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Neuropharmacology. 1995 Nov;34(11):1479-90.

The temperature dependence of high-threshold calcium channel currents recorded from adult rat dorsal raphe neurones.

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Department of Pharmacology, University of Edinburgh Medical School, Scotland, U.K.


The temperature dependence of HVA calcium channel currents, using barium as the charge carrier, was studied in acutely isolated adult rat dorsal raphe neurones. Current amplitude was found to be highly sensitive with a Q10 of between 1.7 and 2.5. The most sensitive component of current is that that is activated from hyperpolarized holding potentials, and inactivates during a 200 msec test pulse. The least sensitive is the more sustained current elicited from depolarized potentials. Increases in temperature were also found to cause an irreversible shift in the current-voltage relationship in the hyperpolarizing direction. By far the most temperature-sensitive property was the activation time constant with an extraordinary Q10 of between 10 and 12. This was not significantly affected by holding potential, though the time constant itself is dependent on the test potential. Increases in temperature to 25 degrees C or above revealed a fast inactivating component, not seen at lower temperatures. These findings suggest that there are at least three components of HVA current in dorsal raphe neurones. In addition, the remarkably high Q10 for activation kinetics suggests that the processes underlying calcium channel current activation are multifaceted and complex. The following paper puts forward a new hypothesis which attempts to explain the way in which neurotransmitters modulate the activation kinetics of HVA calcium channel currents.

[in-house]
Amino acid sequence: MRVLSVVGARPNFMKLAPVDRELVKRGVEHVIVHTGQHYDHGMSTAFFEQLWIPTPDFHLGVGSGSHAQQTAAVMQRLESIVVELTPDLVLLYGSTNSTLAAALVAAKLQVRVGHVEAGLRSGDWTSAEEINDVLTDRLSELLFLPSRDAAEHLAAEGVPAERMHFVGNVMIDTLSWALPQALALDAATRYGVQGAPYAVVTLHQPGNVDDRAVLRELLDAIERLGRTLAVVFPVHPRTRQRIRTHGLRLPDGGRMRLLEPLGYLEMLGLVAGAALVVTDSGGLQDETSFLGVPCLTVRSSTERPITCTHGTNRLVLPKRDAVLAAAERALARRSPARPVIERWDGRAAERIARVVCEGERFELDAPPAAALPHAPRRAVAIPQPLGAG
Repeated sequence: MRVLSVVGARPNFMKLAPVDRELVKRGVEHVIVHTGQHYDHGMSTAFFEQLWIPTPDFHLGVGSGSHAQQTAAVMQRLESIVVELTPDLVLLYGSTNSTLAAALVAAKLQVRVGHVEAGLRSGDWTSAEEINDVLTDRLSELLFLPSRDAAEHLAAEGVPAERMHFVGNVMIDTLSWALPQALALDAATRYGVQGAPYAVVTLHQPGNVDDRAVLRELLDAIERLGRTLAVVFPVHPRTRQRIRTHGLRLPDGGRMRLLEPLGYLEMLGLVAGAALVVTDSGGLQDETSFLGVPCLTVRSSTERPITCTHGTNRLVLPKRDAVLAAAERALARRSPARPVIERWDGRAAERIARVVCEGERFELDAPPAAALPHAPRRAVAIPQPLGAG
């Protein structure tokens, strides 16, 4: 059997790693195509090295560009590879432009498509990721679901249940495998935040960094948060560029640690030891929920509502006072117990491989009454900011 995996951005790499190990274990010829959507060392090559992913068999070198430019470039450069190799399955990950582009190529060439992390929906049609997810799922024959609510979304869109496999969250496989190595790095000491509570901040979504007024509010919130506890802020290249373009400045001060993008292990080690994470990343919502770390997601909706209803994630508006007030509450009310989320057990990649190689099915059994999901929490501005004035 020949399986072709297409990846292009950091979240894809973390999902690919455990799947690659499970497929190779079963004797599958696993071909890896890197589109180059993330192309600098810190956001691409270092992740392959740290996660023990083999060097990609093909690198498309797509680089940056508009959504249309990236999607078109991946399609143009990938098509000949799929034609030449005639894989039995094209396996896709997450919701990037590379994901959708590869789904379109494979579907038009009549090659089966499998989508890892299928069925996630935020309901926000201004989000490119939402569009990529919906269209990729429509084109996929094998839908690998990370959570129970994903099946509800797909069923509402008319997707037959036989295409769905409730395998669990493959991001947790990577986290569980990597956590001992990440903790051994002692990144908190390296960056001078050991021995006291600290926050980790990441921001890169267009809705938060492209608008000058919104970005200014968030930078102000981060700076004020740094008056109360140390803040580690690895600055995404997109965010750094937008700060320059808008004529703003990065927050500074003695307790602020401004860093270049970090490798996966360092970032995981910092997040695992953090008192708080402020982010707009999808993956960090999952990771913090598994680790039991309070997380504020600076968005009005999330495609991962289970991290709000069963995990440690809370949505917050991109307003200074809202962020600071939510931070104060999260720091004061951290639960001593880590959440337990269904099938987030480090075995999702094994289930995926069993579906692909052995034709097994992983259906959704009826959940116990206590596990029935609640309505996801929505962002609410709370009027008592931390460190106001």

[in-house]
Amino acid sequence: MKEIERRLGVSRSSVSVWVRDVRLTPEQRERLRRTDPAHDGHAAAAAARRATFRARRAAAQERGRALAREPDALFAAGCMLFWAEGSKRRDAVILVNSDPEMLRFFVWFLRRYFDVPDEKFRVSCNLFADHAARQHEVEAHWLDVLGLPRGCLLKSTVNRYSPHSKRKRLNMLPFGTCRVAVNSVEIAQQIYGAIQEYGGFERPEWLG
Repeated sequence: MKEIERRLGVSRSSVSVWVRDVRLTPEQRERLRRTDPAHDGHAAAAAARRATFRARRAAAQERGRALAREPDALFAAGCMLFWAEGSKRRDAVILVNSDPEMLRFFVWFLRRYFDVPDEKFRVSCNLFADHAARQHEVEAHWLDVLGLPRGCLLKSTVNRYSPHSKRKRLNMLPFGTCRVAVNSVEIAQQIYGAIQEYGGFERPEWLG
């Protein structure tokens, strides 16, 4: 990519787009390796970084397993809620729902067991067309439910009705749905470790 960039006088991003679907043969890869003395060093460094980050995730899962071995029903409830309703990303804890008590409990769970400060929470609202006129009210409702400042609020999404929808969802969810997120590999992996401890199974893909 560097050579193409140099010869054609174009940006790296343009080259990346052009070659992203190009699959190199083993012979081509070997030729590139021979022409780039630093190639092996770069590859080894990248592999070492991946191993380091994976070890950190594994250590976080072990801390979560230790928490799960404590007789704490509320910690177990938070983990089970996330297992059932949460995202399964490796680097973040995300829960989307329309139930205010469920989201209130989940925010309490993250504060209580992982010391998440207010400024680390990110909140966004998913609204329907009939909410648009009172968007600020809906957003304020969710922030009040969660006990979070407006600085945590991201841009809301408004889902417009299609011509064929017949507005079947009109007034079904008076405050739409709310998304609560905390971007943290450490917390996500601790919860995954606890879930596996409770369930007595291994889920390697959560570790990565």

[Indexed for MEDLINE]

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